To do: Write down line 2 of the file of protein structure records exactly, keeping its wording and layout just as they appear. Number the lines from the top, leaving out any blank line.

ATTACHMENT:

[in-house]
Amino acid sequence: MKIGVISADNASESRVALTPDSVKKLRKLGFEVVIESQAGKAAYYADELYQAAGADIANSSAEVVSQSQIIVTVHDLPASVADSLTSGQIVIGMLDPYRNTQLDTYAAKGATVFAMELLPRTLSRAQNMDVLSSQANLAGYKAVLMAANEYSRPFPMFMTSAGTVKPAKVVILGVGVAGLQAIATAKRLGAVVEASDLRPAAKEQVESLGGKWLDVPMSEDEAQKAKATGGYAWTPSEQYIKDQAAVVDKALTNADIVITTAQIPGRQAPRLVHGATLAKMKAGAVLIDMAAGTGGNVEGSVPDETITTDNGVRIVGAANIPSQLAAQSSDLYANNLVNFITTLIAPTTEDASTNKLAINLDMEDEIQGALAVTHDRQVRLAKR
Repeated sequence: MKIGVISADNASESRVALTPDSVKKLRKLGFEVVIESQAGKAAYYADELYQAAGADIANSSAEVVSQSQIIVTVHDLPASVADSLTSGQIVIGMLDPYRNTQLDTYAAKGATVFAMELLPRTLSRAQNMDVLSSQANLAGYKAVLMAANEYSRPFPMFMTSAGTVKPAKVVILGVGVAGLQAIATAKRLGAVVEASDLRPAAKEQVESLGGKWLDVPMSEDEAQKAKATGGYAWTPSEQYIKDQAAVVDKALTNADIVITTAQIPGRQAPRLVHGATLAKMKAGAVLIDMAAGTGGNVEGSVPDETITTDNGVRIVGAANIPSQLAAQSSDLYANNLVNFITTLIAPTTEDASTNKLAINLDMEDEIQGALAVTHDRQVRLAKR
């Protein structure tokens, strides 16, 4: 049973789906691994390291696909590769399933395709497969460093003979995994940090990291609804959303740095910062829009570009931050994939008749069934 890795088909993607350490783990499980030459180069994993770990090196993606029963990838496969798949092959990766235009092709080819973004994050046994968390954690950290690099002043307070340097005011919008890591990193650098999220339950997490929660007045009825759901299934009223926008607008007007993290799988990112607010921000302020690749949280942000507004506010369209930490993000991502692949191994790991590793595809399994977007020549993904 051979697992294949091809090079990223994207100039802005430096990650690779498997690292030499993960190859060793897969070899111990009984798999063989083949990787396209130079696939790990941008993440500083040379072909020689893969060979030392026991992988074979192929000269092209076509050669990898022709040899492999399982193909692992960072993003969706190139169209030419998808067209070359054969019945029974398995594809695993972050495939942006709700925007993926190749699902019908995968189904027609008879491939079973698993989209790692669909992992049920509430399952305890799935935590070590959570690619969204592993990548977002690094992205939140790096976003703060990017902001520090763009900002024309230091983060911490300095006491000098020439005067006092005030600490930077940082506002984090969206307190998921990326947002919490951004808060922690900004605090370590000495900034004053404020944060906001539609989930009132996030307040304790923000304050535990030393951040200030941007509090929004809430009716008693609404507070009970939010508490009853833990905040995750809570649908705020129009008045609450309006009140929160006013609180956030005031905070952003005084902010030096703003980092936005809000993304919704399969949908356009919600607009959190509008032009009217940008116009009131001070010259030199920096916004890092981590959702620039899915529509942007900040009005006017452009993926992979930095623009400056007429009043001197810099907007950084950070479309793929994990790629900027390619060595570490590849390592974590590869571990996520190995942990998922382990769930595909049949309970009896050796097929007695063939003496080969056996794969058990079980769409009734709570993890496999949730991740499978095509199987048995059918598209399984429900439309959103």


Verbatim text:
Amino acid sequence: MKIGVISADNASESRVALTPDSVKKLRKLGFEVVIESQAGKAAYYADELYQAAGADIANSSAEVVSQSQIIVTVHDLPASVADSLTSGQIVIGMLDPYRNTQLDTYAAKGATVFAMELLPRTLSRAQNMDVLSSQANLAGYKAVLMAANEYSRPFPMFMTSAGTVKPAKVVILGVGVAGLQAIATAKRLGAVVEASDLRPAAKEQVESLGGKWLDVPMSEDEAQKAKATGGYAWTPSEQYIKDQAAVVDKALTNADIVITTAQIPGRQAPRLVHGATLAKMKAGAVLIDMAAGTGGNVEGSVPDETITTDNGVRIVGAANIPSQLAAQSSDLYANNLVNFITTLIAPTTEDASTNKLAINLDMEDEIQGALAVTHDRQVRLAKR